Around this time of year, our environment sends us many messages about how we’re “supposed to” feel, act, and embrace winter holidays. We’re inundated everywhere we go with visuals of families together, happiness, and celebration. What this storyline fails to recognize, however, is that many of us experience a range of emotions over the holidays that also includes sadness, grief, anger, disconnection, and anxiety, to name a few. It is really important to practice validating our emotions as they come up over the holidays, and consider making a little space for them. 

We each have varied experiences of being with friends and family members, and checking in with ourselves during a gathering or meal can help us decipher how we’re feeling and what we need. If you notice yourself feeling connection or gratitude, try leaning into the moment with the ‘Participate’ skill–throwing yourself into the present moment, while being unmindful of worries. If a conversation becomes tense or offensive, you fear that conflict is rising and staying put will bring you distress, or you have urges to get into an ineffective argument, try catching internal “red flags” signaling something different is needed in the moment, and step away. This might mean going to the bathroom to take a few breaths and ask yourself “What do I most need right now?” It may also mean removing yourself from the situation and taking some space, ending the call, or leaving early. In these moments of big emotions, one of the most self-compassionate things you can do is listen to your needs and be gentle with yourself. Practicing a brief self-compassion break can help you deliberately take some space and check in with yourself. (Video linked below).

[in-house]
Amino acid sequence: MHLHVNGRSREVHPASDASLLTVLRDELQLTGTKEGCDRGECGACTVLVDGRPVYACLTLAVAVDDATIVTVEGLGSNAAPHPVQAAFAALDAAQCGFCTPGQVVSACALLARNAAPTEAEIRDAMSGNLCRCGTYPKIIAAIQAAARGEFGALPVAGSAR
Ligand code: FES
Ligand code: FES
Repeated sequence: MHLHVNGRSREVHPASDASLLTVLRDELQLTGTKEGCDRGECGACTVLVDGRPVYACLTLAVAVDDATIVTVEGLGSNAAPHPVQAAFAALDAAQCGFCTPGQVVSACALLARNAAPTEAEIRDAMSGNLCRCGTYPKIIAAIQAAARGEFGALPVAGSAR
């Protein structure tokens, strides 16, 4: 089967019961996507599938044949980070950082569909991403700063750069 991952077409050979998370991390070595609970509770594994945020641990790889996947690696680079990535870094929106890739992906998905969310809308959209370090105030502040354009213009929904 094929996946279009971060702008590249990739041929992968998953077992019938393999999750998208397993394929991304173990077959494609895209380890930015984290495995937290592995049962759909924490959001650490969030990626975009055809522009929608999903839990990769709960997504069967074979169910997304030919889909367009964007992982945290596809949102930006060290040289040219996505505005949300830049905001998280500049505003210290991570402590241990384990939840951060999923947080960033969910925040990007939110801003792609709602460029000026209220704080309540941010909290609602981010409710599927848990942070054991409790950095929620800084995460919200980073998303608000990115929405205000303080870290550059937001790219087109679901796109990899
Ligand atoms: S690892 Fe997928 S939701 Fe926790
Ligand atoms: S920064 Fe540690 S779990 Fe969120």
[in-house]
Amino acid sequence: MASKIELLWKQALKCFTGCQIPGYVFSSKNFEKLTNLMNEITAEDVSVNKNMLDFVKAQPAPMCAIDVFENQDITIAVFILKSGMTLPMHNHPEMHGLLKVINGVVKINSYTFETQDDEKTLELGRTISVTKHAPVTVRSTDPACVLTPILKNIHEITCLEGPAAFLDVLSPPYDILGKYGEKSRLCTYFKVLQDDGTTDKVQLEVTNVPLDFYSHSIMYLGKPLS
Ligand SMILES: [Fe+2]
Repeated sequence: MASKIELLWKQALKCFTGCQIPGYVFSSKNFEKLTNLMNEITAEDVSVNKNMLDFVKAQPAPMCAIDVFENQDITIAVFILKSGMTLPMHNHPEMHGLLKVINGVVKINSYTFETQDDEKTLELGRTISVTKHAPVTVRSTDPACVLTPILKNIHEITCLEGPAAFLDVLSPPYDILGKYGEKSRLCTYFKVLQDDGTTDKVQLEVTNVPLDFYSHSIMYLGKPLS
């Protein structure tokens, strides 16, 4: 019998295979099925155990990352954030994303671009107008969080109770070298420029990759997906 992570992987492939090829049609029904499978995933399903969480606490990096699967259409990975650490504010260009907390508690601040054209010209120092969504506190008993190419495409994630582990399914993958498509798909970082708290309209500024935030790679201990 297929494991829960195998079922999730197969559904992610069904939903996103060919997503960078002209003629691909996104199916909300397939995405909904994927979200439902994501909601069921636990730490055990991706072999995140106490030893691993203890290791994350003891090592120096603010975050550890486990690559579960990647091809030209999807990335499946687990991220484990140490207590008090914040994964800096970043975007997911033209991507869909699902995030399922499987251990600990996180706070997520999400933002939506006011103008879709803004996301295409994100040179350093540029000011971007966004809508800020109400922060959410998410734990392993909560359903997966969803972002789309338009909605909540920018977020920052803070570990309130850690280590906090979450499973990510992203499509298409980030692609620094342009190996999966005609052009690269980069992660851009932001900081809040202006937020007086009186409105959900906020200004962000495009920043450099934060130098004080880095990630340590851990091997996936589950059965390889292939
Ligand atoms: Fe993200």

For many of us, the winter holidays bring up a sense of isolation, especially for those of us with strained or disconnected families. Since one of our deepest human needs is connection, we must often find creative ways to fill this need, especially when there are holes left behind from connections lost. In DBT, one skill to distract from painful emotions and act on our values is the skill of contributing. In doing something kind or thoughtful for others, we are putting out positivity and connection and in return receiving a sense of meaning. Consider becoming pen pals with folks who are currently incarcerated; volunteering in some capacity for a nursing home, care facility, humane society, or nonprofit; calling up a distant friend or relative; or dropping off baked goods for a neighbor. Small acts of kindness and connection serve both you and the other. Another skill that can distract us from getting stuck in feelings of isolation is the skill of activities. Are there hobbies you currently have or interests you could pursue? Activities can be done solo (e.g., reading, playing an instrument, cooking) and can be done socially (e.g., playing chess or other games, meeting up with a friend for a walk, playing with a pet, joining a club). Public Libraries are often a fantastic resource for finding ways to connect with the community and participate in activities in your area.  

Whatever the coming weeks look like for you, we hope you are able to experience your emotions with compassion, listen to your needs, and take good care. 

Mindful Self-Compassion Break (Chris Germer):

RAIN of Self-Compassion (Tara Brach):